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Irish chanteuse a cliché-free zone.
Jackie Hayden, 20 Feb 2012
Camille O’Sullivan is a welcome, arguably essential, antidote to the anti-creationist copyists inhabiting such planets as X Factor and The Voice. O’Sullivan doesn’t merely sing other people’s songs, she takes up residence in them, bringing her instinctive touch of musical feng shui to the interior design of a song.
She opens Changeling, her first real studio album, with an enraptured version of Gillian Welch’s ‘Revelator’, applies her warmest tones to Radiohead’s ‘Nude’ while giving it lots of room to breathe, and for ‘Wake Up’ she replaces Arcade Fire’s fuzzed-up original with a calm, almost spiritual depth. But as if to prove her versatility she injects a sinister menace into Bowie’s Aladdin Sane classic ‘Lady Grinning Soul’ and coats Tom Waits’ ‘All The World Is Green’ with a cool Brechtian icing. Snow Patrol fans will be impressed by two Lightbody songs, ‘These Days’, written especially for O’Sullivan, and ‘Dark Roman Wine’ – and there are some worthy versions of Nick Cave songs and a couple of originals by her musical cohorts. On the down side, O’Sullivan’s version of ‘Hurt’ is a less than spell-binding copy of Johnny Cash’s magisterial interpretation.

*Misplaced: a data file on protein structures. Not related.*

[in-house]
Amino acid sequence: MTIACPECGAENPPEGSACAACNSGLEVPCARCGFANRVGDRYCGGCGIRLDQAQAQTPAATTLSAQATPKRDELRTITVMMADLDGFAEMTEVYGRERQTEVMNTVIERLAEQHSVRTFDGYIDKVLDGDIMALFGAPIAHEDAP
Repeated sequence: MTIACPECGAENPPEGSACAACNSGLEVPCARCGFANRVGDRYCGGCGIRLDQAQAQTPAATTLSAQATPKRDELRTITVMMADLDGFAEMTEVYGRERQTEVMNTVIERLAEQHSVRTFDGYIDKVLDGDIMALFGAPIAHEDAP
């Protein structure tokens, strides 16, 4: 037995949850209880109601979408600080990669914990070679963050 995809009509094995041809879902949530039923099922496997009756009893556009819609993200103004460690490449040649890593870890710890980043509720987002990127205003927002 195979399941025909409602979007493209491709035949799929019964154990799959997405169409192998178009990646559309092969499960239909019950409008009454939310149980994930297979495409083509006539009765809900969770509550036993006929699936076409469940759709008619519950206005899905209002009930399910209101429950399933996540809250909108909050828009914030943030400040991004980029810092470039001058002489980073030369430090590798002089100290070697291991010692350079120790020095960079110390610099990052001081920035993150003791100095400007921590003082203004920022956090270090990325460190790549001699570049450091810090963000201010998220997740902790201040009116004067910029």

O’Sullivan eschews the clichés we usually suffer from cabaret chanteuses, and is ably abetted by an array of musicians on a shopful of instruments. There’s a sense of cohesion here that suggests she’s on a roll. Impressive.